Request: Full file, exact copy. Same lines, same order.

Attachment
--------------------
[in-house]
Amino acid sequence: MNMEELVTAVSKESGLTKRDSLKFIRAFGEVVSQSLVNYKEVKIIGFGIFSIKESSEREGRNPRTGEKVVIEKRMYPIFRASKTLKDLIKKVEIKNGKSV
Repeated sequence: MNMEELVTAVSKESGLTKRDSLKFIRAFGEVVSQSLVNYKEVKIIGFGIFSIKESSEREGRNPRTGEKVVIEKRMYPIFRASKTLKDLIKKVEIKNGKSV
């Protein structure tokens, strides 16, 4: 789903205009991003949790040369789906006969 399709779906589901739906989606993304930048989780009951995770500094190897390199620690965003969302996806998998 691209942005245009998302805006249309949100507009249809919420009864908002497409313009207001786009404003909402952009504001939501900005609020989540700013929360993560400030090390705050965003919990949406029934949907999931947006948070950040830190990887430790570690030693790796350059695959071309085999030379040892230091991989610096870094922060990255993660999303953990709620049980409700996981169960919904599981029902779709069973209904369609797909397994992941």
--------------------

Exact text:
[in-house]
Amino acid sequence: MNMEELVTAVSKESGLTKRDSLKFIRAFGEVVSQSLVNYKEVKIIGFGIFSIKESSEREGRNPRTGEKVVIEKRMYPIFRASKTLKDLIKKVEIKNGKSV
Repeated sequence: MNMEELVTAVSKESGLTKRDSLKFIRAFGEVVSQSLVNYKEVKIIGFGIFSIKESSEREGRNPRTGEKVVIEKRMYPIFRASKTLKDLIKKVEIKNGKSV
């Protein structure tokens, strides 16, 4: 789903205009991003949790040369789906006969 399709779906589901739906989606993304930048989780009951995770500094190897390199620690965003969302996806998998 691209942005245009998302805006249309949100507009249809919420009864908002497409313009207001786009404003909402952009504001939501900005609020989540700013929360993560400030090390705050965003919990949406029934949907999931947006948070950040830190990887430790570690030693790796350059695959071309085999030379040892230091991989610096870094922060990255993660999303953990709620049980409700996981169960919904599981029902779709069973209904369609797909397994992941």